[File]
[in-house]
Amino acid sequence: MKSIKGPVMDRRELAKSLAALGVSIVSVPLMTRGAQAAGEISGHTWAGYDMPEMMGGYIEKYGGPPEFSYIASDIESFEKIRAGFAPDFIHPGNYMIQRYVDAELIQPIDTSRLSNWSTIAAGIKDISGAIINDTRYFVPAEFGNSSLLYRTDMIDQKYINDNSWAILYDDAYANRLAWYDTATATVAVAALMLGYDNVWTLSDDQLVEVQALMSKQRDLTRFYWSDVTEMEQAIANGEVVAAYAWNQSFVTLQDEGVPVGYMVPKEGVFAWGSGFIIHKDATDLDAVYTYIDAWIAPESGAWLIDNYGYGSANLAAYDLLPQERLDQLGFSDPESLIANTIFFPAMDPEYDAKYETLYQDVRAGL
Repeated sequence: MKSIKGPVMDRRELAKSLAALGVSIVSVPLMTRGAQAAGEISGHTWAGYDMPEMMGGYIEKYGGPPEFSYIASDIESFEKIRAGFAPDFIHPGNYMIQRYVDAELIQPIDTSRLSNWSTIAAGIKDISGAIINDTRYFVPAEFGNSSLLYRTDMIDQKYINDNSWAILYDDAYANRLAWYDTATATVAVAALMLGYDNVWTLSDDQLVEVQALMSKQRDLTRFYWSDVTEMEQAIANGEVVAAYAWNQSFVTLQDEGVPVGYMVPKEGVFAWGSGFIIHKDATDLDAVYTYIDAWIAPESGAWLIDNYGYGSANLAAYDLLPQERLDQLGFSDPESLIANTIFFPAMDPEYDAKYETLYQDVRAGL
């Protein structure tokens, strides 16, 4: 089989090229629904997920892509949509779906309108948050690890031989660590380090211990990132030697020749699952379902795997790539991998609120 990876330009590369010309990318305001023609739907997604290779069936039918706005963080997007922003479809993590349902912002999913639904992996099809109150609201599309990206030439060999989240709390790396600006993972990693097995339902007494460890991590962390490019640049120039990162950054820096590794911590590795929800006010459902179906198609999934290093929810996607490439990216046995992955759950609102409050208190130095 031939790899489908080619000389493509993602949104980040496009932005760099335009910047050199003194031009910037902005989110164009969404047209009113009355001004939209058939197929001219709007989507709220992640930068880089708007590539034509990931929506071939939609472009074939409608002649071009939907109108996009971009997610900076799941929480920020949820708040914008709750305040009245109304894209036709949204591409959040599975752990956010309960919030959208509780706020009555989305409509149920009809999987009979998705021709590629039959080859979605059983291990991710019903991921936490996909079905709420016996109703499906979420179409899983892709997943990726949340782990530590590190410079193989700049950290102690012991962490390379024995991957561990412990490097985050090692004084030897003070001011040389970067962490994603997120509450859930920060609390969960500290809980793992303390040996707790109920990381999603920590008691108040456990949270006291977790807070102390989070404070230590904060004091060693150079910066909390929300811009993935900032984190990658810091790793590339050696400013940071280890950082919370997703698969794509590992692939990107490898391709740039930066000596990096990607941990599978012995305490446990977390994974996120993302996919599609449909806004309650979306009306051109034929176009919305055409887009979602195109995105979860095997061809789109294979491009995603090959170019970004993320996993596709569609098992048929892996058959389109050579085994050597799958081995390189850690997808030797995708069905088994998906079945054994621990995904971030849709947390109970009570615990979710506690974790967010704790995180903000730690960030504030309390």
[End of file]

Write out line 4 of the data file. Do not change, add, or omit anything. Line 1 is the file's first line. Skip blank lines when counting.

């Protein structure tokens, strides 16, 4: 089989090229629904997920892509949509779906309108948050690890031989660590380090211990990132030697020749699952379902795997790539991998609120 990876330009590369010309990318305001023609739907997604290779069936039918706005963080997007922003479809993590349902912002999913639904992996099809109150609201599309990206030439060999989240709390790396600006993972990693097995339902007494460890991590962390490019640049120039990162950054820096590794911590590795929800006010459902179906198609999934290093929810996607490439990216046995992955759950609102409050208190130095 031939790899489908080619000389493509993602949104980040496009932005760099335009910047050199003194031009910037902005989110164009969404047209009113009355001004939209058939197929001219709007989507709220992640930068880089708007590539034509990931929506071939939609472009074939409608002649071009939907109108996009971009997610900076799941929480920020949820708040914008709750305040009245109304894209036709949204591409959040599975752990956010309960919030959208509780706020009555989305409509149920009809999987009979998705021709590629039959080859979605059983291990991710019903991921936490996909079905709420016996109703499906979420179409899983892709997943990726949340782990530590590190410079193989700049950290102690012991962490390379024995991957561990412990490097985050090692004084030897003070001011040389970067962490994603997120509450859930920060609390969960500290809980793992303390040996707790109920990381999603920590008691108040456990949270006291977790807070102390989070404070230590904060004091060693150079910066909390929300811009993935900032984190990658810091790793590339050696400013940071280890950082919370997703698969794509590992692939990107490898391709740039930066000596990096990607941990599978012995305490446990977390994974996120993302996919599609449909806004309650979306009306051109034929176009919305055409887009979602195109995105979860095997061809789109294979491009995603090959170019970004993320996993596709569609098992048929892996058959389109050579085994050597799958081995390189850690997808030797995708069905088994998906079945054994621990995904971030849709947390109970009570615990979710506690974790967010704790995180903000730690960030504030309390």